On mobile devices, the expected battery life is often advertised in terms of unrealistic scenarios. Usually the device is configured in some way that improves battery life, but renders it unusable in normal situations. For this reason, we ran a set of battery tests under three different real-world scenarios to get an idea of the actual battery life that can be expected of these units.
Since most of these laptops feature NVIDIA Optimus technology, they will switch between using the Intel graphics found on the CPU and the NVIDIA graphics card depending on the amount of graphical power needed. This feature is intended to extend battery life in light load situations by switching the power-hungry NVIDIA GPU to low power mode when it is not needed, and using the more power efficient Intel graphics instead. This does, however, make measuring the battery life a bit more difficult since we will need to run the units at various levels of graphical load to test the battery life with both the Intel and NVIDIA graphics.
To accomplish this, we first simulated a light workload with the screen operating at 75% brightness. This will cover very light tasks such as browsing the web or word processing which utilize the Intel graphics. Next, we looped a 1080p video to see how long the battery lasts when watching movies. The Intel graphics has plenty of power for video playback, so this test also uses the Intel graphics. Finally, we ran Unigine Heaven Pro 4.0 with the settings optimized for the unit to find the battery life while gaming. For this test, the V and M-series units switch to the NVIDIA graphics, so we expect the battery life to take a pretty big hit due to the higher power draw of the NVIDIA GPU.
Once again, we want to stress that our battery life measurements are taken in very real-world situations so they cannot be directly compared to battery life expectancies published by various manufactures. In our opinion, these real-world tests are much more useful!
One of the first things that jumped out in our testing was how great the B560i's battery life is. Over four hours of battery life while performing light tasks and over three hours while watching a movie is excellent for a modern laptop. So if battery life is your first concern, the B560i is a great choice.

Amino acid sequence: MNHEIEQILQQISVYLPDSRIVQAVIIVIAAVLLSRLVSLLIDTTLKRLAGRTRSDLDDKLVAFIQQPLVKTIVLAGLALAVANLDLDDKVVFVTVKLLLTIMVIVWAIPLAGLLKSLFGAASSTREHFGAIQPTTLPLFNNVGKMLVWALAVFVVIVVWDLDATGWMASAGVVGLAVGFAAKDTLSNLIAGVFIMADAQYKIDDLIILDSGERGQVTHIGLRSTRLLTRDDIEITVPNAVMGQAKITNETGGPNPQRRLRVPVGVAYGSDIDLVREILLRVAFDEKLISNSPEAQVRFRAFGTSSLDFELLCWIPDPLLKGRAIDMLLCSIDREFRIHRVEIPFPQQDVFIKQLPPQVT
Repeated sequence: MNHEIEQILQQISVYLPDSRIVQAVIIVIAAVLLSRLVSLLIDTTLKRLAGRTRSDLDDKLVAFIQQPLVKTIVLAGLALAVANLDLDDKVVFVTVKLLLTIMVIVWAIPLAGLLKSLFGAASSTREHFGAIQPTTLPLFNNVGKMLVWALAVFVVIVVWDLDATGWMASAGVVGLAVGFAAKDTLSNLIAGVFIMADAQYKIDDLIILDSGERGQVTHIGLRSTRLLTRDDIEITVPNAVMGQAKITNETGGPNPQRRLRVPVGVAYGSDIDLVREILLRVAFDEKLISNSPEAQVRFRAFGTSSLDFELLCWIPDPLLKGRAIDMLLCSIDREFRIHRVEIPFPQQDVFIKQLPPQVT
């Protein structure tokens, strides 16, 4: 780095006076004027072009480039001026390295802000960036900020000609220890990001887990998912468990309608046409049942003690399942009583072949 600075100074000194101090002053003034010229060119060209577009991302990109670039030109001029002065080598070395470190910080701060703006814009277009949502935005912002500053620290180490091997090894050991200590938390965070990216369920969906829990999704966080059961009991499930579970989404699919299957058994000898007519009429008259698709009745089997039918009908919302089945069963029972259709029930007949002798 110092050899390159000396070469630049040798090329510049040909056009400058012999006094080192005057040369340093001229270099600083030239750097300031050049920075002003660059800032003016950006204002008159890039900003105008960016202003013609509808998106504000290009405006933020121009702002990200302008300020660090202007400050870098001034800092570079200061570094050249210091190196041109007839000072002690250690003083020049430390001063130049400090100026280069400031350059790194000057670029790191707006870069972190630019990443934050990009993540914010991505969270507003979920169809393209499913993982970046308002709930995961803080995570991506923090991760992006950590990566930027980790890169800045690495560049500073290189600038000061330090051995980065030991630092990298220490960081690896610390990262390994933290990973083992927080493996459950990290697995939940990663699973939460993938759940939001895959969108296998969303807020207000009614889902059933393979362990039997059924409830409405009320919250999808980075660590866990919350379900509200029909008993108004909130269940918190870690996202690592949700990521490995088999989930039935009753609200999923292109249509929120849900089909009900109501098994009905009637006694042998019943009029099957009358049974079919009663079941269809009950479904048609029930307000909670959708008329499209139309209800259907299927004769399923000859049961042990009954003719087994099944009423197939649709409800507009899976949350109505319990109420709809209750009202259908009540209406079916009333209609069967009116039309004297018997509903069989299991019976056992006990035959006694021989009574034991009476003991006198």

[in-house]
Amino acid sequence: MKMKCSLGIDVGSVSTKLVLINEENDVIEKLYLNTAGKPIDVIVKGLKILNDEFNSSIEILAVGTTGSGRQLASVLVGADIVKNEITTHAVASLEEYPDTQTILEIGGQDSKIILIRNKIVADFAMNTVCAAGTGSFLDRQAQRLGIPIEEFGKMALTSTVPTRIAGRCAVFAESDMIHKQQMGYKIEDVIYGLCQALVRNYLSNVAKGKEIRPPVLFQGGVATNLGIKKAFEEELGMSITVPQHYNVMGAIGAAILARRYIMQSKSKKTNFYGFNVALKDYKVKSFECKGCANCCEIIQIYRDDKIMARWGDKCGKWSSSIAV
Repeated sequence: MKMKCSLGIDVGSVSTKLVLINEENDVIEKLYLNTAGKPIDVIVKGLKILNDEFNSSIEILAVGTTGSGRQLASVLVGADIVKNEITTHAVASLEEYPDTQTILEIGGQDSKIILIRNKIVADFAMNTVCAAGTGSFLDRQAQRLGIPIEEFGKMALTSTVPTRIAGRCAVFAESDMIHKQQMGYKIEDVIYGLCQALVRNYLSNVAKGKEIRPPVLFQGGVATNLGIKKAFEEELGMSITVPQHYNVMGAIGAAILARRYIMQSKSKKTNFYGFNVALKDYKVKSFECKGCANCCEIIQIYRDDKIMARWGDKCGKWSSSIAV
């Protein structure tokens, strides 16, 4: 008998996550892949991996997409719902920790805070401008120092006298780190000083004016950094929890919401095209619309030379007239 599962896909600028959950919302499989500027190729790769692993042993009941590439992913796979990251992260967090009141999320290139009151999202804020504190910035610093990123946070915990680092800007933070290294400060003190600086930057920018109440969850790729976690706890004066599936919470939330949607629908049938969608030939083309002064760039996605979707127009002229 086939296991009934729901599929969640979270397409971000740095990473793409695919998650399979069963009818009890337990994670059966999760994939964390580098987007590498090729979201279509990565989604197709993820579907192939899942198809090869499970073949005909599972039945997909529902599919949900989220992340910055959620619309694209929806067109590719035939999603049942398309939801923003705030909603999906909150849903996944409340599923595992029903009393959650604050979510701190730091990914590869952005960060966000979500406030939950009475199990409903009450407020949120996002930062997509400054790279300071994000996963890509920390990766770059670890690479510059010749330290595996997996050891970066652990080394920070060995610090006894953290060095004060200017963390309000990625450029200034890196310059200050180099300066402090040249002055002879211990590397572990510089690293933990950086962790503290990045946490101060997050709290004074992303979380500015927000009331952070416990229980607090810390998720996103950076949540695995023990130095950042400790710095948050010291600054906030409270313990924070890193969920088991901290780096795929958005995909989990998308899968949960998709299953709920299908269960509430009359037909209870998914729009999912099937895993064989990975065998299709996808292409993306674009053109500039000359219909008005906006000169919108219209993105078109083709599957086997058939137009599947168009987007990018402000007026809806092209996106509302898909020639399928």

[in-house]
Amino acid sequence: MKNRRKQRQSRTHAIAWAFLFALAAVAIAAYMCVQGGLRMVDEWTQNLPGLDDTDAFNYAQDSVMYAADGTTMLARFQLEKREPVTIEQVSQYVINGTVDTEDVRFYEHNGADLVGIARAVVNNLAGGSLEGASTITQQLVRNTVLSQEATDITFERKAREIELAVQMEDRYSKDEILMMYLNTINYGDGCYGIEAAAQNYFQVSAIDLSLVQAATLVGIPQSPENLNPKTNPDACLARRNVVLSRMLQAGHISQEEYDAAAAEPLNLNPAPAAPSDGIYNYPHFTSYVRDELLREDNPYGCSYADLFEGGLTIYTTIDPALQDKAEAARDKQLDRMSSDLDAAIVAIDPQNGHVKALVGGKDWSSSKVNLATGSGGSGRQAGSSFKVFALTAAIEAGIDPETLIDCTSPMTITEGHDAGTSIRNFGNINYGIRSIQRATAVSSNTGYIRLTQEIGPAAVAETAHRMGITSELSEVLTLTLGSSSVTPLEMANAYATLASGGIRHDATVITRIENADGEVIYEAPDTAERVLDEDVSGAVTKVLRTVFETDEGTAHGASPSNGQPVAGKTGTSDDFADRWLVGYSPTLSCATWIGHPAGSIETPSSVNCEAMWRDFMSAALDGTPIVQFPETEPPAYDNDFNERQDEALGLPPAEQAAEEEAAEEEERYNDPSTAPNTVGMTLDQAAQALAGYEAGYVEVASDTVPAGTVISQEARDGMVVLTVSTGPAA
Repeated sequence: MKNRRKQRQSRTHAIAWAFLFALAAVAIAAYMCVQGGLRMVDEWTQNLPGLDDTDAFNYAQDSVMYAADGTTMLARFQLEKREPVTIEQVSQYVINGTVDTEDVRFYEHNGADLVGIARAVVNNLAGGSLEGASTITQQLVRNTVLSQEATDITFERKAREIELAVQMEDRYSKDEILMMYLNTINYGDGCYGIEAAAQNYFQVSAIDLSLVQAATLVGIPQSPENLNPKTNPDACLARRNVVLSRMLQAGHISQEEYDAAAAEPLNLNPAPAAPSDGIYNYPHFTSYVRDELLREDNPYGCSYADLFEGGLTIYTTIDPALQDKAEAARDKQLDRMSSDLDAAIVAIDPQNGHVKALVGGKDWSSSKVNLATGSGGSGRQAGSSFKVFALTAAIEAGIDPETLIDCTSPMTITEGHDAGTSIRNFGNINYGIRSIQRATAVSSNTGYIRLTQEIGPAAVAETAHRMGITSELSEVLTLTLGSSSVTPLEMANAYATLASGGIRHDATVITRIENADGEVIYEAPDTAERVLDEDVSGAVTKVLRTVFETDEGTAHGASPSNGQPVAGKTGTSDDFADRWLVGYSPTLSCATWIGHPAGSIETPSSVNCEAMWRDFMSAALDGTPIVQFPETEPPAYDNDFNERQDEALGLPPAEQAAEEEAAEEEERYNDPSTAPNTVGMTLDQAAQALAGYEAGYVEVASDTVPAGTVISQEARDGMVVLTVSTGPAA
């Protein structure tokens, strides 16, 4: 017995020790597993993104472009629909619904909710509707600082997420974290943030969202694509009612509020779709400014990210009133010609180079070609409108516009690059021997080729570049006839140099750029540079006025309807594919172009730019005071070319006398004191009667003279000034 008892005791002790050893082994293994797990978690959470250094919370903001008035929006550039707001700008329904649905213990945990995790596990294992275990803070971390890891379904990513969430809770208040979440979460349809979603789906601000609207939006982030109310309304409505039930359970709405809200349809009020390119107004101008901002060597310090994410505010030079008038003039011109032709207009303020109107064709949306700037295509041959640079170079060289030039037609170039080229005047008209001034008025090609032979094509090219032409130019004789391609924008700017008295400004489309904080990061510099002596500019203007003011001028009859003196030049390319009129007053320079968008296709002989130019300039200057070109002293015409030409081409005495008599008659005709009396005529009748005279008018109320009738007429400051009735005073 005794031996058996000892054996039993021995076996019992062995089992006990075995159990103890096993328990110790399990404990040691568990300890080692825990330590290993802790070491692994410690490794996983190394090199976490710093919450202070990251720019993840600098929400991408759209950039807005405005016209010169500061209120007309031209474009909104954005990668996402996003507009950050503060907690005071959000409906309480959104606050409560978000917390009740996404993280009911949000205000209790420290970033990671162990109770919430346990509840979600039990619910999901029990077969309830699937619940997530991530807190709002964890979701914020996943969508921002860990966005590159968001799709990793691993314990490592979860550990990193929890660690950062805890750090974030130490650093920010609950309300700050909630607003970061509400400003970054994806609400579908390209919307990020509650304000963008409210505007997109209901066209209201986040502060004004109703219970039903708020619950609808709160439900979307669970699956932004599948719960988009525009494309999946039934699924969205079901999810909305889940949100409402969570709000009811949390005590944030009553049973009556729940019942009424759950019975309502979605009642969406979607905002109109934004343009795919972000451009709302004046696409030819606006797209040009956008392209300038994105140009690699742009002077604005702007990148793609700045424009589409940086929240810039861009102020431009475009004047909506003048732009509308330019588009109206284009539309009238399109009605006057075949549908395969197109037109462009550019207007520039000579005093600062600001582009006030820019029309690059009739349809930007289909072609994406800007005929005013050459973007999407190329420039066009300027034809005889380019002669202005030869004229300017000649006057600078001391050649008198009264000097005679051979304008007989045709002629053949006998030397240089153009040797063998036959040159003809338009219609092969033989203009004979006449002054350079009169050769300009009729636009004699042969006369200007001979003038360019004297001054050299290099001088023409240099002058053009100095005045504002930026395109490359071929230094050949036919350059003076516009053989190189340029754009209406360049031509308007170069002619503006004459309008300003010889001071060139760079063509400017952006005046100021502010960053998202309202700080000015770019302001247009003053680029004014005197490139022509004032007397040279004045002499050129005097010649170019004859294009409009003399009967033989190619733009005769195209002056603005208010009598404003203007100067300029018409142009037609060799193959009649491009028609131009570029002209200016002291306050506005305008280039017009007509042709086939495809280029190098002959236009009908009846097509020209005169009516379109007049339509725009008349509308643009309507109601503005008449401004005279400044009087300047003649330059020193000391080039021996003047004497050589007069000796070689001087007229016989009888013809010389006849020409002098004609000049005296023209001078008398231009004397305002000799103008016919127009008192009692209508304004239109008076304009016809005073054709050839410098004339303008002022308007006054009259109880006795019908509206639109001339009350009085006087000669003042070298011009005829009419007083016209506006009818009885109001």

Most of our results are straight-forward, but for the gaming tests our results are muddied by the fact that the discrete NVIDIA GPU in the M-series laptops does not run at full speed when the unit is not plugged in. This is due to the simple fact that the GPU draws so much power that current battery technology can not accommodate the power draw without being overly bulky. For this reason, the battery life appears to be similar to the V-series even though the GPU is supposed to be much more powerful. In our testing we found that the gaming performance is still better on the M-series units even with this throttling, but only by about 10% (as opposed to the normal 30% better gaming performance over the V-series). So if you often game or perform other GPU intensive tasks while on battery, keep in mind that the V-series has nearly the same performance as the M-series but is much cheaper and compact.
At the 15" and 17" screen sizes, the V-series had slightly better battery life than the M-series with the exception of the skewed gaming results. What is interesting is that unlike previous models, the screen size does not appear to make much of a difference to the battery life. The 15 and 17 inch models of both the V and M-series are within minutes of each other, which is well within our margin of error. This is great as it means that you do not need to worry about giving up battery life in exchange for a larger screen.